(On DVD, June 2011) I’m just as surprised as anyone else that I lasted two years without seeing one of the cultural movie touchstones of 2009, the R-rated comedy that affirmed the dominance of the arrested-male-teenager as the comic archetype of the time. I have little patience with the form and didn’t expect to like The Hangover much, but as it happens there’s quite a bit to like in its cheerfully anarchic approach to plotting, as it uses flashbacks, comic detective work and wild characters in one big pile. Todd Phillips’ directing is assured and neatly guides viewers through a more complex narrative structure than is the norm for comedies. It helps a lot that the characters are interesting in their own right: Bradley Cooper’s natural charisma transforms a borderline-repellent role into something nearly cool, while Ed Helms proves a lot less annoying than I’d initially guessed and Ken Jeong supercharges every single scene he’s in. Small roles for Mike Tyson (not someone I’d hold as a role model) and Jeffrey Tambor also work well, although I still can’t think of Zach Galifianakis as anything but obnoxious (and discover retroactively that he played the same character in Due Date). For all of the icky what-happens-in-Vegas immaturity, there are a few chuckles here and there: it’s hard to begrudge a film as likable as it is foul-mouthed. Alas, I didn’t go completely crazy for the film: Fonder flashbacks to Fear and Loathing in Las Vegas (curiously unacknowledged) and the far funnier absurdist amnesia masterpiece Dude, Where’s My Car? held me back. But comedy’s notoriously subjective, and it’s not as if I actually disliked The Hangover: I just found it a bit underwhelming, most likely conceived from assumptions that I don’t share.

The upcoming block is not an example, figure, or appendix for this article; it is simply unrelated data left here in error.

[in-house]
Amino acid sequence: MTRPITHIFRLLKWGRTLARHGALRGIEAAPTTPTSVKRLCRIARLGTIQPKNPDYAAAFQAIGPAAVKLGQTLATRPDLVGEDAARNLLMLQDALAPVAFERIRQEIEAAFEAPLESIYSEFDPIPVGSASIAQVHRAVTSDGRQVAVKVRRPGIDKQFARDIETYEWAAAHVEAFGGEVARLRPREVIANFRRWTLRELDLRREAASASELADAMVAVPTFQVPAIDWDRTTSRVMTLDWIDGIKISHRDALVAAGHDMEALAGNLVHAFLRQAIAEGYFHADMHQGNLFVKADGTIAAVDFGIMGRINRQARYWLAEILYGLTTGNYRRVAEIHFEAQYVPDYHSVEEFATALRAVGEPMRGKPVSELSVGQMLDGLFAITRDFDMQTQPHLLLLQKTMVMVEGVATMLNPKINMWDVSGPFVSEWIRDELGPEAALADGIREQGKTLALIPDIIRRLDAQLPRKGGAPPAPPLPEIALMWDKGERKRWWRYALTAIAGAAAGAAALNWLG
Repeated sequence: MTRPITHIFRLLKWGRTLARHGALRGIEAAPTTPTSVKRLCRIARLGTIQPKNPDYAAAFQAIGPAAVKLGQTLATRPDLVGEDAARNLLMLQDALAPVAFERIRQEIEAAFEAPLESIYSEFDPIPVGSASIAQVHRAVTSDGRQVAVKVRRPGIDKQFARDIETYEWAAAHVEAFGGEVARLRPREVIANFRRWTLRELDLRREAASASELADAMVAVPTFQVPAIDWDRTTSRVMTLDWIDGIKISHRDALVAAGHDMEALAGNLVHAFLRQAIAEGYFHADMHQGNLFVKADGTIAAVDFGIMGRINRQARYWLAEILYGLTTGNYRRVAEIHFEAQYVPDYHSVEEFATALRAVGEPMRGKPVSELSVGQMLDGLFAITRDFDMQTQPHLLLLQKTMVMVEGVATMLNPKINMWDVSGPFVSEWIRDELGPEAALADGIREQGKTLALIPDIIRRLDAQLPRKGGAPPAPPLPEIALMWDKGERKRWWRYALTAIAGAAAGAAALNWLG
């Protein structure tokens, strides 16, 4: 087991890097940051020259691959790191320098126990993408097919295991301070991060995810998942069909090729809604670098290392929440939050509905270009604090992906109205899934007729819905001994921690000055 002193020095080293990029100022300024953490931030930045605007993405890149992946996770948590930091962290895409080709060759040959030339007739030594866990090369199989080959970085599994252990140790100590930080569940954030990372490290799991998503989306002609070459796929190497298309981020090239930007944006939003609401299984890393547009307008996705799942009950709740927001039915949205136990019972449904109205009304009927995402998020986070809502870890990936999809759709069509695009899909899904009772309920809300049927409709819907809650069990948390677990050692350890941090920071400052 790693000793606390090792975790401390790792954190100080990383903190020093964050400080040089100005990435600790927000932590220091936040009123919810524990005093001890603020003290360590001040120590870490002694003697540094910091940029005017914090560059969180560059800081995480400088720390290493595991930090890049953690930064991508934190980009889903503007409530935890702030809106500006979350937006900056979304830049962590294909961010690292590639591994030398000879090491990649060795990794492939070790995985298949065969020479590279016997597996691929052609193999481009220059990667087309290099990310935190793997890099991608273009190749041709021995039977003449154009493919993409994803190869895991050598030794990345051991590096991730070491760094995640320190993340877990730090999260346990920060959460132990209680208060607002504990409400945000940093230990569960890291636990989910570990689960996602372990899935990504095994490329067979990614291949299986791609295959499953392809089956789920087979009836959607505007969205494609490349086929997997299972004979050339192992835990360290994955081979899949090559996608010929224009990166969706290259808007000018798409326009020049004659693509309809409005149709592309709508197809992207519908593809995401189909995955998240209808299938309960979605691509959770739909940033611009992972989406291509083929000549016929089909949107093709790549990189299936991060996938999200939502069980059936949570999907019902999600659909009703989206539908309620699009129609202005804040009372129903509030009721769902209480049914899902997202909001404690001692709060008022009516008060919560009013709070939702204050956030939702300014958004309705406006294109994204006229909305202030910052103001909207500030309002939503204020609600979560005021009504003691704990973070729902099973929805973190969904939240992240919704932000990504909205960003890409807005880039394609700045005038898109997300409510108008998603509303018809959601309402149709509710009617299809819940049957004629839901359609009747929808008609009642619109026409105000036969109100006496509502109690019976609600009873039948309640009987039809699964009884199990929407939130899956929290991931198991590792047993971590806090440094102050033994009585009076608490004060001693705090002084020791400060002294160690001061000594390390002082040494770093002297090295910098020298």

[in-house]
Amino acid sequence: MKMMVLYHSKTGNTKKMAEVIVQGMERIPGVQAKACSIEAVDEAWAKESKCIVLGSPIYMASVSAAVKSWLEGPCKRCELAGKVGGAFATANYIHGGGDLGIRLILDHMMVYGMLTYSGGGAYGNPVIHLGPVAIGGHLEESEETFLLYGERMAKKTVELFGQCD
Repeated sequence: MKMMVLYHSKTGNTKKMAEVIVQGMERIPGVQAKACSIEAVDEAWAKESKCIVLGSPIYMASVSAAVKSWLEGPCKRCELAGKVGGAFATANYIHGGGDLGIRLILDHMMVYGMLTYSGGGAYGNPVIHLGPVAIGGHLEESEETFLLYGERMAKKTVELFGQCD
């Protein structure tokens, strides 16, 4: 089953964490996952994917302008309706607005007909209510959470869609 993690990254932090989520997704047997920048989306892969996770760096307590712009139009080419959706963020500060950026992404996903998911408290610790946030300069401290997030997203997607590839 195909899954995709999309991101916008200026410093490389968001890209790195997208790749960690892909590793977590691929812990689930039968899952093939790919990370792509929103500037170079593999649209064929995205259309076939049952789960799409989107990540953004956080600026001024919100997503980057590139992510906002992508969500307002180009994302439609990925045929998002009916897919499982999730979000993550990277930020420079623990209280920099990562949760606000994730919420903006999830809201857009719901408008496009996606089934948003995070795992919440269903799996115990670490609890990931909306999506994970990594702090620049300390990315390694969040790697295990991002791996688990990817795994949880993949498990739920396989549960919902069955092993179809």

(On TV, sometime around July 2010) If anyone wonders why I’m not much of a Will Ferrell or Vince Vaughn fan, let me point at Old School and shrug. Their chosen screen personae are that of overgrown men-child prone to temper tantrums and a shocking lack of self-reflection, and this movie allows that persona to run wild without constraints. It is, literally, about thirty-something adults regressing to an earlier stage of development, starting a fraternity to relive their college glory days. Is it fitfully entertaining? Of course. Is it a reprehensible anthem to the arrested man-childs? Somewhat. Is it designed for me? Absolutely not. In retrospect, this may be most notable as an early prototype of the kind of movie that would come to dominate American film comedy by 2009 (the link to The Hangover, with common director Todd Phillips, is certainly not accidental.) Otherwise, there isn’t much to say about Old School: It’s pretty much what you can expect from the premise or trailer, for better or for worse.